Matt Odell [51:08]: Yeah. Just to bring people back if you were not around during the 2017 Block Size Wars — the basic premise is: the more bandwidth required, the more data being transferred, the more likely miner centralization happens and we have less distributed miners. And then as a result: if you have less distributed miners and less people being able to use their own node because of higher data requirements, it would result in more censorship because it would be a more centralized system. But your thought process goes: if we had confidential transactions there — even if mining became slightly more centralized — those centralized miners would not be able to pick transactions to censor because they wouldn’t really know what was happening.
Adam Back [52:05]: Yeah, to a certain extent. And so you could think about that as an offset. And of course: it’s a bit of a gray area to argue if it’s a net win or not. People would have to develop an opinion about that.
Matt Odell [52:25]: And so the main argument against confidential transactions on Bitcoin is that it’d be harder to detect unknown inflation happening with Bitcoin. What do you say to people that levy that argument?
Adam Back [52:40]: Yeah it’s a valid concern and it just seems that some altcoins with more complicated forms of privacy have near misses in that regard. With confidential transactions, there are two versions: one which uses ElGamal commitments where you mathematically prevent inflation — like, inflation is not possible — and Pederson commitments where, if ultimately Schnorr signatures were broken in the far future, then inflation could become possible. And that’s all excluding software bugs. The technology for confidential transactions sounds counterintuitive, but actually the building blocks are basically the same as Schnorr signatures and ECDSA, so it’s using quite conservative cryptography assumptions.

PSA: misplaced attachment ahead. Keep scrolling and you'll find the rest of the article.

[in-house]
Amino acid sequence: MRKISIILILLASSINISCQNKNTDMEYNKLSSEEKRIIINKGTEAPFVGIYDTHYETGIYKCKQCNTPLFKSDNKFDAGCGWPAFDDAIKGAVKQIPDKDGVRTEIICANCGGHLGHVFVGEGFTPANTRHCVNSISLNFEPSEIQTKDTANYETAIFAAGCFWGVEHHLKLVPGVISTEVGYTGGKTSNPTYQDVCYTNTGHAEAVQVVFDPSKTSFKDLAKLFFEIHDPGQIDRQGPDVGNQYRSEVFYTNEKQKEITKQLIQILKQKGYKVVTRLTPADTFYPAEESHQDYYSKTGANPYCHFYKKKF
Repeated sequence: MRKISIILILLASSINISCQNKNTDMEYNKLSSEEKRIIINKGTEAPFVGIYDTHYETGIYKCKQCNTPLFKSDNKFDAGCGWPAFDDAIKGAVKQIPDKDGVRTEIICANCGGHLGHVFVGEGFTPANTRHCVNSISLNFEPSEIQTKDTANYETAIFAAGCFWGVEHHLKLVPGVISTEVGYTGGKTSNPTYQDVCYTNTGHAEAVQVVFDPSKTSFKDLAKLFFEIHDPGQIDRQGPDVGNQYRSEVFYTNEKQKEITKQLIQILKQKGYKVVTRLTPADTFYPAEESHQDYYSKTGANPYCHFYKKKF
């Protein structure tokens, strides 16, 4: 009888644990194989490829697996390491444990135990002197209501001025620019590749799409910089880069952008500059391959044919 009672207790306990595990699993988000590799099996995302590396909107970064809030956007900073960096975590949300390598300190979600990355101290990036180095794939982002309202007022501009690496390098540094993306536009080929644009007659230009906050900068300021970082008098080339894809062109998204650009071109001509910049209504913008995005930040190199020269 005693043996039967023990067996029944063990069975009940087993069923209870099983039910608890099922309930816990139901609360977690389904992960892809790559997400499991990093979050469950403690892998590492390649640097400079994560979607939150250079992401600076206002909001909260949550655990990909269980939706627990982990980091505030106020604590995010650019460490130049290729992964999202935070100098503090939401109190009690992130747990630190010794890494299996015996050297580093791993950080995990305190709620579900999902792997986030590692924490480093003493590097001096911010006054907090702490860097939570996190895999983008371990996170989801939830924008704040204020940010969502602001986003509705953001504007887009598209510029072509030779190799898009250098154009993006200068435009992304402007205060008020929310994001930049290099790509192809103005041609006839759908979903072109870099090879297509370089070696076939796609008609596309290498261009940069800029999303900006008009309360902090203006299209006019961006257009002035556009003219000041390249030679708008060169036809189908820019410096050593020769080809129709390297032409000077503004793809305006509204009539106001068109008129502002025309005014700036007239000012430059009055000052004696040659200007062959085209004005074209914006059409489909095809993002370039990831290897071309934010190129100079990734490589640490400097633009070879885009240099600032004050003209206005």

Matt Odell [53:43]: Correct me if I’m wrong — the latter, the Pederson commitment model is what Monero’s using right now, right?
Adam Back [53:50]: I think so, yeah. And it’s actually what Liquid uses as well, coincidentally. And I think that’s an okay trade-off for Liquid, because in Liquid you’re not really looking to do cold storage — you’re more looking to place trades that probably won’t sit there for too long.
Matt Odell [54:07]: And what’s the advantage of using that over the ElGamal version?
Adam Back [54:13]: The Pederson commitment version was just developed earlier. The ElGamal commitment version came a bit later. Also, ElGamal is a little bit bigger so there’s more —
Matt Odell: More data.
Adam Back [54:30]: Yeah, just incrementally though, so it’s not prohibitive.
Matt Odell [54:34]: So if we were to see confidential transactions on Bitcoin, that would be a hard fork. People need to remember that anyone can fork Bitcoin whenever they want to fork Bitcoin without permission.
Adam Back [54:49]: It’s a bit of a gray area whether that’d be hard fork or not. Felix Weiss had proposed a way to soft fork confidential transactions. It was a bit complicated, but it looked to kind of work! So there are a couple of avenues where it could be soft forked, and then of course it could be done in a slightly simpler way with a hard fork. So yeah, maybe it could be soft fork.
Matt Odell [55:20]: Realistically speaking: do you think we will ever see that?
Adam Back [55:31]: I’m not sure. I think one other track is through Simplicity, and that may actually be more attractive to people in a way. Simplicity is a second generation scripting language which was designed for Bitcoin and has also been worked on for Liquid. And that is lower level and brings a security and formal proof focus to low-level bit or logical level language to Bitcoin in the future which allows extensibility so that something like the Schnorr signature could be implemented from scratch. And it has this concept of jets which are access to lots of lower level libraries, so the actual implementation of something like Schnorr remains remarkably compact. The point there is: something like Simplicity would probably allow enough extensibility that confidential transactions could be implemented, as well as covenants and many other things that people might want to try. Now of course this is still some distance away! Simplicity is not in Liquid yet but we’re hoping to get it there later this year so people can try it out. Eventually I think Simplicity is potentially the best option for ossification of Bitcoin because it enables this extensibility. So it could be the last soft fork sort of thing, right? And so that might be an easier topic for people to get consensus on, is: introducing security and formal proof-focused extensibility into Bitcoin.